Strike's Second Day Shows Lower Turnout

Photo: Demonstrators dumped a five-foot tall mound of trash bags outside the entrance of California Hall to protest university staff layoffs.
Anna Vignet/Photo
Demonstrators dumped a five-foot tall mound of trash bags outside the entrance of California Hall to protest university staff layoffs.

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Photo: Protests continued, albeit at a smaller scale, across campus Thursday, though the regents' passage of the fee increases has left some strikers unsure how to proceed.    

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The second day of a three-day systemwide strike protesting the passage of a 32 percent student fee increase was marked by decreased turnout.

The day's events-which included a noon rally, picket lines on campus and in Oakland, and a symbolic trash demonstration-coincided with the UC Board of Regents meeting at UCLA.

While the regents ultimately approved the fee increase, UC Berkeley freshman and striker Isabeth Mendoza said students need to continue protesting.

"It's still not over," she said. "The regents need to know we're serious. We're not going to take it."

However, the strike failed to generate the support seen at the Sept. 24 walkout or the Wednesday strike, which had about 1,000 supporters.

Only about 175 strikers marched to California Hall on Thursday at noon, where union members spoke out about furloughs, layoffs and fee increases.

"The state and the university has a responsibility to its students," said Joi Barrios-Leblanc, a campus lecturer who teaches Tagalog. "The students' role is to study and study well. They should not have to take the burden of the budget deficits."

A crowd of students and faculty returned to California Hall after the rally, piling bags of trash in front of the door and creating a mound of refuse about five feet high. Protesters said the action symbolized the decisions of the regents to lay off university staff, specifically janitors.

"We're tired of how (the administration is) treating us like trash," Mendoza said.

Though UCPD Lt. Alex Yao said the demonstration might be in violation of university policy, he said he respected the concerns of the protesters.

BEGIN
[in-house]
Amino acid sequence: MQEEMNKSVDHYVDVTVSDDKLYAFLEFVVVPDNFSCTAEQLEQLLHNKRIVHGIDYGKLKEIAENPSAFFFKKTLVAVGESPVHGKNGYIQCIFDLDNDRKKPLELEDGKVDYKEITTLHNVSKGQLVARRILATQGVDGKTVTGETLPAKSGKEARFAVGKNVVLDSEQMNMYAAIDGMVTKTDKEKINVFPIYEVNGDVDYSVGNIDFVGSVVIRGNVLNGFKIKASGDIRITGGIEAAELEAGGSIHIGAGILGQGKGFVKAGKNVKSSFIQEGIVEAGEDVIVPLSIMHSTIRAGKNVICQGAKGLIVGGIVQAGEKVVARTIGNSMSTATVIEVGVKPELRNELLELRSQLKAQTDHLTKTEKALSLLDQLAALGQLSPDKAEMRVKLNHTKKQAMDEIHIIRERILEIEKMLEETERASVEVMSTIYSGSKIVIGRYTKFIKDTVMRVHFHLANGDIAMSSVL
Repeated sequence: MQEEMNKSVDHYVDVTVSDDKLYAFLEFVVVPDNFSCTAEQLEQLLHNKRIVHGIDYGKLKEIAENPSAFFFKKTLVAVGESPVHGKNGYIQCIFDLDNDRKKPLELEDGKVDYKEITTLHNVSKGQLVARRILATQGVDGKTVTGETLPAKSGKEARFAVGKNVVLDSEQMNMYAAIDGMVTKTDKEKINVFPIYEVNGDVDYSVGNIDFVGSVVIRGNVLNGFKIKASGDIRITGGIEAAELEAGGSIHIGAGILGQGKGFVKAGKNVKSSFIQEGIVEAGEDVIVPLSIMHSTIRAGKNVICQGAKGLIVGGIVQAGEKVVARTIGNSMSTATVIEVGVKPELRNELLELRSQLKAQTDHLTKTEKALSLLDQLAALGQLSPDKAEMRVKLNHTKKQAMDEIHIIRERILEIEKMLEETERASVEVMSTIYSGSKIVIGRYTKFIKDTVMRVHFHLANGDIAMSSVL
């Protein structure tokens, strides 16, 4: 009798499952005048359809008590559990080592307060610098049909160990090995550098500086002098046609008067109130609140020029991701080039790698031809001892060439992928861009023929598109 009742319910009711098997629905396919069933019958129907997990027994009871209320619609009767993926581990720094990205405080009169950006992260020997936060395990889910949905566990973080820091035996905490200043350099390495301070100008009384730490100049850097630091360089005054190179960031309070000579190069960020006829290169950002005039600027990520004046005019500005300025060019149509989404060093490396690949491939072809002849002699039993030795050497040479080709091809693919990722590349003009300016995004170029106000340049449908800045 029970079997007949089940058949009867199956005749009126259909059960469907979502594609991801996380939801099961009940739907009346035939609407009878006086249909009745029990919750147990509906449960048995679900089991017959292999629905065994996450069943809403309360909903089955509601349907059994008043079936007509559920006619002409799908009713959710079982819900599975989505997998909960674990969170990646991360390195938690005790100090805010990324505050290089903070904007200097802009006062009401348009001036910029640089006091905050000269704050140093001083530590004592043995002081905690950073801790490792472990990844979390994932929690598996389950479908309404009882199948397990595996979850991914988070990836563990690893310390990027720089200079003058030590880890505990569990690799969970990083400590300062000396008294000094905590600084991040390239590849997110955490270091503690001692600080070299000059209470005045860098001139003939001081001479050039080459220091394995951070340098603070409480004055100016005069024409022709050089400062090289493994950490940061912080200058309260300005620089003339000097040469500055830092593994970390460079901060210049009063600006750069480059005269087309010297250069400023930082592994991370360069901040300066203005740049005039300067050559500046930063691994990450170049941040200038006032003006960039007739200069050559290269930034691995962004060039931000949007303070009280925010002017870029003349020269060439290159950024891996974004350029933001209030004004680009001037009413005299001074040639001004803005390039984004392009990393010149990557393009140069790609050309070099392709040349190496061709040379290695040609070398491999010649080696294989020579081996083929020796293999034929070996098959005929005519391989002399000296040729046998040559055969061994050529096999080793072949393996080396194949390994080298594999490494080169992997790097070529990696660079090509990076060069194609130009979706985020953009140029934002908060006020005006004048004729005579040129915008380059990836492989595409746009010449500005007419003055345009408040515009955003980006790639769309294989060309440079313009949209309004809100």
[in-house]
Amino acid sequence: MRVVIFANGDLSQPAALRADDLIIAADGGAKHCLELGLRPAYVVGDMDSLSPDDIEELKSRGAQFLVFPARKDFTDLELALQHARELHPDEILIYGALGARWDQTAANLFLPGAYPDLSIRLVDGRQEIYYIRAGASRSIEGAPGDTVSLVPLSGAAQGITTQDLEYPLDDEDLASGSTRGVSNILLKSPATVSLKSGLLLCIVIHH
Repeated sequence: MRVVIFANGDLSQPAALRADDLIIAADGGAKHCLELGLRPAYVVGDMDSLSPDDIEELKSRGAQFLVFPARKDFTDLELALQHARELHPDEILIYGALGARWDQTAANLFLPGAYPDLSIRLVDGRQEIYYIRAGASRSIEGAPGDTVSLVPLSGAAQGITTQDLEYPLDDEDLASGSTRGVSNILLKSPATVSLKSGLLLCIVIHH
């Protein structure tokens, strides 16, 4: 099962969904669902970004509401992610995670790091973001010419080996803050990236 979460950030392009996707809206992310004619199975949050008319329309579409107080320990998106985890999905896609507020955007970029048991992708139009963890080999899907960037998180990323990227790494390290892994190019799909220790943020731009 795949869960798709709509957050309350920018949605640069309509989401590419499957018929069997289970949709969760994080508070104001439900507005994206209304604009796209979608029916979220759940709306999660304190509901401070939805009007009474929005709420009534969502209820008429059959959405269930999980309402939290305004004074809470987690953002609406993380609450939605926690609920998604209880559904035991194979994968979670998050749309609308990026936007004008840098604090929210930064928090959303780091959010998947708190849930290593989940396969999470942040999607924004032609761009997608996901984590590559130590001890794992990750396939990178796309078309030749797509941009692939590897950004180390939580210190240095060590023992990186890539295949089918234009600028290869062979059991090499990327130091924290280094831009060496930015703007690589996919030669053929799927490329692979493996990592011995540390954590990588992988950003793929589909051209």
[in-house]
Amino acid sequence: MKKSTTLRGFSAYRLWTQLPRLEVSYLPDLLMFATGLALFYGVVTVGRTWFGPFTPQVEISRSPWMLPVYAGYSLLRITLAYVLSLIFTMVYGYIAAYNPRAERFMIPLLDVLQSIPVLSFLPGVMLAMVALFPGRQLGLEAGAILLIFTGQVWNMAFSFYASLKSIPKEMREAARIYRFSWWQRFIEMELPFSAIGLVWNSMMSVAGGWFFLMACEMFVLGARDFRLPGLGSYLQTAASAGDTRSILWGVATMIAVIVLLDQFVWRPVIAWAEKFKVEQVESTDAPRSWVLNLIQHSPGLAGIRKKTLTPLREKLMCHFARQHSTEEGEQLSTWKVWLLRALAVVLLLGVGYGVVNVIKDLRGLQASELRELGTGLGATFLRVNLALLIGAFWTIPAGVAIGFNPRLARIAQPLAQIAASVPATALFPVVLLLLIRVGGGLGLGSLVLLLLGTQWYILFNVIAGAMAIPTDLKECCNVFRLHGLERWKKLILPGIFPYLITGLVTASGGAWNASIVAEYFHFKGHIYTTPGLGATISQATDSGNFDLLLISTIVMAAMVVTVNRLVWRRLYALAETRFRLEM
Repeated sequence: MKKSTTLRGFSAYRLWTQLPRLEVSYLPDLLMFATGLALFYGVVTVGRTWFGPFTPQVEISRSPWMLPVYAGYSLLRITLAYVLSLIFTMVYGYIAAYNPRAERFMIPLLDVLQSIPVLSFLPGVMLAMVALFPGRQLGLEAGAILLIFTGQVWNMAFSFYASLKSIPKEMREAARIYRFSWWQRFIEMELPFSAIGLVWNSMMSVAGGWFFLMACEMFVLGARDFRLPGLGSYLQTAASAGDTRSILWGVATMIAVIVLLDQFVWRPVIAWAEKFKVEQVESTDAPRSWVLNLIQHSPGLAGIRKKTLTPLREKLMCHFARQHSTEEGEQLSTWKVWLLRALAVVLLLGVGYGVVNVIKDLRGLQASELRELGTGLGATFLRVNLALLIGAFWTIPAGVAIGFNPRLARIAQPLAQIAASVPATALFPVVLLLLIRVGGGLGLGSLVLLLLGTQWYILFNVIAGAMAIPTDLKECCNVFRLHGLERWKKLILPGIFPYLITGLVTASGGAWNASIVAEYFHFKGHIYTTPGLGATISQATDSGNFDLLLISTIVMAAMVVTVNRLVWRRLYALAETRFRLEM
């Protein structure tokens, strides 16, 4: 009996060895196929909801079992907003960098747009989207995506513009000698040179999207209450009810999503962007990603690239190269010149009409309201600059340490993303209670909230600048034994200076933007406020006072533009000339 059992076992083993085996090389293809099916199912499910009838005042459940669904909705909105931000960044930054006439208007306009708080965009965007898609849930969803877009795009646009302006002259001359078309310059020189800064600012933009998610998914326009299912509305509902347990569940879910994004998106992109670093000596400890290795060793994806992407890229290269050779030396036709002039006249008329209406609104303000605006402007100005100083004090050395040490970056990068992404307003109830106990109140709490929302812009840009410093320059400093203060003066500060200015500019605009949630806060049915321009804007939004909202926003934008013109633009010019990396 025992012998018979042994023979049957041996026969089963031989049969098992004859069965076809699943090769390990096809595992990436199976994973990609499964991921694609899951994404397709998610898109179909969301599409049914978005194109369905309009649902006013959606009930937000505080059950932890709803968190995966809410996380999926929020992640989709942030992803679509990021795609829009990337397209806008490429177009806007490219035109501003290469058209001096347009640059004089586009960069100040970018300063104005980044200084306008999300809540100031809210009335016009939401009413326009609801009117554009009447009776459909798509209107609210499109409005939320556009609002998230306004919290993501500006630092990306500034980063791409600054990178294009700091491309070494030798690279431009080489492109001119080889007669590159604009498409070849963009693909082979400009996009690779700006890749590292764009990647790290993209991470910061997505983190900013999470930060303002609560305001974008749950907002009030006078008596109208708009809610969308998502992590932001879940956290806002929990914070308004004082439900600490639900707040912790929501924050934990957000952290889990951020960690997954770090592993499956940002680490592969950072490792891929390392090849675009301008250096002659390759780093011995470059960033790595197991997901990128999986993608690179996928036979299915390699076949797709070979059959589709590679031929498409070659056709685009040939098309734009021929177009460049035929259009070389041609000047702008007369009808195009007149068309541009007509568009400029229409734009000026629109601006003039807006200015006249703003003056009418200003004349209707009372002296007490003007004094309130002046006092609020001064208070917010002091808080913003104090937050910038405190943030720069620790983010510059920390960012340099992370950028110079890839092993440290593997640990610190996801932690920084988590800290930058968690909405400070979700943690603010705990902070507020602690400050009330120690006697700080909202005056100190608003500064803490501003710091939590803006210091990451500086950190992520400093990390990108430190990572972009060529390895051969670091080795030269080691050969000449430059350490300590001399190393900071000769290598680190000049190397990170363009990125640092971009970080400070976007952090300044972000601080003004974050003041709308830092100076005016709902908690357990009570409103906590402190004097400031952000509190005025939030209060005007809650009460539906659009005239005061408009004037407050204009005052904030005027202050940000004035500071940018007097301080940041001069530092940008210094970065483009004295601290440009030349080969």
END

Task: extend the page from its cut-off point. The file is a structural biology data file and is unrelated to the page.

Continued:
Protesters said Thursday's turnout was noticeably smaller than on the first day of the strike-a picket line at the UC Office of the President headquarters in Oakland garnered less than 10 strikers-but said supporters were still able to voice their anger and disappointment regarding layoffs and approved fee increases.

"There's the same sense of anger," said Nancy Reiko Kato, a member of University Professional and Technical Employees (UPTE) union and an employee at Boalt Hall School of Law. "People are pissed off."

Most rally participants said the small turnout did not reflect a lack of interest in the cause. Barrios-Leblanc said people were busy at other events-some at teach-ins or preparing for Friday's protest. In addition, UPTE Local 1 President Tanya Smith said holding the strike on multiple days may have affected turnout.

"Asking people to do two days of activities is a very difficult thing," she said.

Some strikers said they were unsure how to proceed after the announcement of the fee increases and said they would discuss further options at an assembly meeting Thursday afternoon.

About 80 students gathered in the courtyard of Dwinelle Hall to discuss short-term goals for the next two days, including the creation of a tent city and occupation of a campus building.

However, junior Taylor Kohles, an ethnic studies and political science double major, said she thought the meeting was disorganized, blaming the lack of coordination on the assembly's self-elected leaders.

Campus spokesperson Dan Mogulof said the participation of the protesters in the walkout was appropriate.

"There is no silver bullet to solve this crisis," Mogulof said. "It's important that people ... find areas of common ground to address the root cause of the situation we're in and that is the state's disinvestment of higher education."


Contact Mollie Bloudoff-Indelicato and Melody Ng at [email protected]

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